TinyCircuits

How do you compare the TinyArcade hardware with?

How do you compare the TinyArcade hardware with?
« on: August 06, 2018, 01:43:05 AM »
Hello everyone. I was explaining to a friend how much fun we were having with the TinyArcade, and he wanted to know how does it compare in terms of hardware with old video game consoles. What do you think it would be a fair comparison to?

Cheers,

Re: How do you compare the TinyArcade hardware with?
« Reply #1 on: August 14, 2018, 10:57:51 AM »
Hello,

I'll start by saying we're not quite sure how to answer that, but I can show you the specs of the TinyArcade and some old gaming platforms so you can make your own conclusions (that I hope you'll share)

TinyArcade:
Arduino Zero Processor

32 Bit Atmel ATSAMD21G18A ARM at 48MHz, DMA, USB
256KB Flash, 32KB SRAM
10-bit DAC, 12-bit ADC
Preloaded with Arduino compatible Bootloader
OLED display

96x64 OLED display, 16-bit color depth
0.96" (24.4mm) viewable area
Software controllable backlight (OLED brightness)
Power

Built in Lithium Battery Charger, charges when USB is plugged in
Power Slide Switch
Built in voltage regulators - support external voltage input up to 5.5V


And here's a link for some old gaming platforms to compare to:
http://www.videogames101.net/videogame.htm

Let us know what you think!
-Réna

Re: How do you compare the TinyArcade hardware with?
« Reply #2 on: August 15, 2018, 08:23:51 AM »
Hello Réna! Thank you very much for your answer. Yes, it seems that on paper, the TinyArcade is between a Super Nintendo and a Sega Saturn on CPU, but I haven't done a stress test and see how many sprites I can get running on screen. Have anybody tried benchmarking the TinyArcade?

In terms of pixel size, it's almost half of the screen resolution of an Atari 2600, but because of the small screen size the TinyArcade looks much better :).

Re: How do you compare the TinyArcade hardware with?
« Reply #3 on: August 15, 2018, 01:57:09 PM »
Hi John,

I'll be honest--this question is a difficult one for me, but I'll attempt to answer it to the best of my ability. The number of sprites that can be rendered on the screen has many different variables to consider.

For reference, keep in mind that a bitmap is just a list of bits (or bytes technically) that represent certain colors in a specific order; whereas a sprite is an object that references the bitmap to have some sort of appearance onscreen with a set of coordinates, as well as a few other features.

First we have to consider a few things about the bitmap itself. Bit depth and resolution are the main contributors here in terms of size. 16-Bit bitmaps of a certain resolution will always be two times larger than an 8-Bit bitmap of the same resolution. Then we must consider the resolution of each individual bitmap as this will impact how many bits will be used by said bitmap. If you would like to figure out the size of a specific sprite you are working with, you can use Arduino's built in sizeof() function which returns the number of bytes that a specific instance of a data type or object is using.

Now we can look into actual sprites rather than bitmaps. There is a possibility of all sprite objects having unique bitmaps, therefore causing significantly more memory to be used as the number of sprites increases. There is also the possibility of having multiple sprite objects use the same bitmap (such as identical enemies onscreen). If the latter is the case, then each sprite doesn't use as much total memory as mentioned in the former. Technically, all sprite objects are the same size; however, by reusing bitmaps for these sprites, you will decrease the overall memory footprint.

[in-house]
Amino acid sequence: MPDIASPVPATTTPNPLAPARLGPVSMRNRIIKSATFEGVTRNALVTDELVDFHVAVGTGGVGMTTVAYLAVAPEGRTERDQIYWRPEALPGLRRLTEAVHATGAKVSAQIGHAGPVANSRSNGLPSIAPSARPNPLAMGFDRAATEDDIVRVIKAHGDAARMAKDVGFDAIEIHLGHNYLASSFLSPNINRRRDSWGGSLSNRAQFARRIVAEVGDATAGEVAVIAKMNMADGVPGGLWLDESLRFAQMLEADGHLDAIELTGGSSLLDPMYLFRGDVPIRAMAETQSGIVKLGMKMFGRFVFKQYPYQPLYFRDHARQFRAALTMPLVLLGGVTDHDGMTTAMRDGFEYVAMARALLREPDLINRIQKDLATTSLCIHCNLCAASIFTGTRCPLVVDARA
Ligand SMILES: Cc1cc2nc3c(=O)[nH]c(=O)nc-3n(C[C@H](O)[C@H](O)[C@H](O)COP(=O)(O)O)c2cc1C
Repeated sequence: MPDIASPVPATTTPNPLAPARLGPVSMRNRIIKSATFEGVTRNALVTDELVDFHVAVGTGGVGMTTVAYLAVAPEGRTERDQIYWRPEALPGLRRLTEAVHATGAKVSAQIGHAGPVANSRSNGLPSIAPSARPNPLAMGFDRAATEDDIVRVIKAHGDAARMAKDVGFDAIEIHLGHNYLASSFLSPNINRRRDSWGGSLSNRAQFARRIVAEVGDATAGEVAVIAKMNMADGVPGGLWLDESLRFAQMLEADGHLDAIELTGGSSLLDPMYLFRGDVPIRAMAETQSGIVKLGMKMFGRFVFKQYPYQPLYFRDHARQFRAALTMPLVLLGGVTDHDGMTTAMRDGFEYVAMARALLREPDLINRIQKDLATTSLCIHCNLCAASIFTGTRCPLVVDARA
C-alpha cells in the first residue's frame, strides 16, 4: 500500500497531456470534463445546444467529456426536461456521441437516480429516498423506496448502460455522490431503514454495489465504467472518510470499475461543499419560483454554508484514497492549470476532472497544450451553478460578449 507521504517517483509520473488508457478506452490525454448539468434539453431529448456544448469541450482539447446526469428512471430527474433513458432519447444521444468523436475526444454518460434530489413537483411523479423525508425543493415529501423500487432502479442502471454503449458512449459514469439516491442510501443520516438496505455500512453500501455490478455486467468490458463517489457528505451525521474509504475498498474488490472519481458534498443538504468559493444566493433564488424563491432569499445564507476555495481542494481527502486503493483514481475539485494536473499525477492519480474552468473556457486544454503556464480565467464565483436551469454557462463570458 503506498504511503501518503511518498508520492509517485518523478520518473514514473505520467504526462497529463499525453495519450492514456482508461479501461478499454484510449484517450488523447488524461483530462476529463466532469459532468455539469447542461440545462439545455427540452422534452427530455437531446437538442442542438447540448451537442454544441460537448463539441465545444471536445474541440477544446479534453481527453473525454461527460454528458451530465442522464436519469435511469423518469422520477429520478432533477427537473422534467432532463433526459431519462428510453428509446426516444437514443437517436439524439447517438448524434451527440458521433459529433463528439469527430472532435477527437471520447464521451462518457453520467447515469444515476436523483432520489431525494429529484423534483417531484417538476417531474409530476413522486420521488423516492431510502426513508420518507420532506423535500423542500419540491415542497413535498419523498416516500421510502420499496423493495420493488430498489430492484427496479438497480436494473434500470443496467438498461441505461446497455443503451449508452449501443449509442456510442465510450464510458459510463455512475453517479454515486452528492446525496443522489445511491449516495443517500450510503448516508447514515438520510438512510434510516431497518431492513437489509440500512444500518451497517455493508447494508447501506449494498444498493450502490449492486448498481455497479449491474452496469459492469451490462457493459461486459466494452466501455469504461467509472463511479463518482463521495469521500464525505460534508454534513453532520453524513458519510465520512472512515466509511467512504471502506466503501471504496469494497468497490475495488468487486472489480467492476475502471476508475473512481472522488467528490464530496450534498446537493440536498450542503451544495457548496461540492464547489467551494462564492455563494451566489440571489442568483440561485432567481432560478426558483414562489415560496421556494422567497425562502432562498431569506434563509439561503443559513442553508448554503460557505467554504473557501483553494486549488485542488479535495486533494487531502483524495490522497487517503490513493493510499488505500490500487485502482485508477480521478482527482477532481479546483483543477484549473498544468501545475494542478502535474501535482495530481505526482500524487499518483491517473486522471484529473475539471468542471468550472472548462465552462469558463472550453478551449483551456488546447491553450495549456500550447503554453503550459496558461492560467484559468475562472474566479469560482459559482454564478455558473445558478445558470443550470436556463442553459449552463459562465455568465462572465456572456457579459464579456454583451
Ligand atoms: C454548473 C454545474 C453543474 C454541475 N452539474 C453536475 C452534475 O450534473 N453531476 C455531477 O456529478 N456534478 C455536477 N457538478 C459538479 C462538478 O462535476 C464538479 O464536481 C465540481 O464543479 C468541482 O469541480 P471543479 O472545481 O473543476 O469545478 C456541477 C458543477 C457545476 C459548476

I hope you can understand why this question is rather difficult for me to answer, as there are many possible variances that impact the answer to your question.

If you are curious as to how much program storage space is still available on your TinyArcade, you can go to File > Preferences within the Arduino IDE, and select the check-boxes under "Show verbose output during" and next to "compilation" and "upload" then click "OK" to save these changes. Now whenever you verify or upload your sketch, the IDE will tell you what percentage of memory space was used.

Although I wasn't able to fully answer your question, I hope that this in some way assisted you in understanding some of the limitations of the TinyArcade hardware. Overall, you shouldn't have to worry too much about it.

-Hunter

dulsi

Re: How do you compare the TinyArcade hardware with?
« Reply #4 on: August 15, 2018, 05:43:23 PM »
Hello Réna! Thank you very much for your answer. Yes, it seems that on paper, the TinyArcade is between a Super Nintendo and a Sega Saturn on CPU, but I haven't done a stress test and see how many sprites I can get running on screen. Have anybody tried benchmarking the TinyArcade?

In terms of pixel size, it's almost half of the screen resolution of an Atari 2600, but because of the small screen size the TinyArcade looks much better :).
Sprites in old console were handled by the graphics hardware. They had a specific size and maybe restrictions on colors. For example see the discussion of coins on the gameboy. TinyArcade's graphics hardware doesn't have a concept of sprites. So to compare the number of sprites TinyArcade can handle, you have to decide what a sprite size is. Also you need to decide what framerate you are going for.

Re: How do you compare the TinyArcade hardware with?
« Reply #5 on: August 17, 2018, 08:40:20 PM »
Thanks to both of you for the answers. This gives me a much better idea of what kind of hardware the TinyArcade is.

Cheers,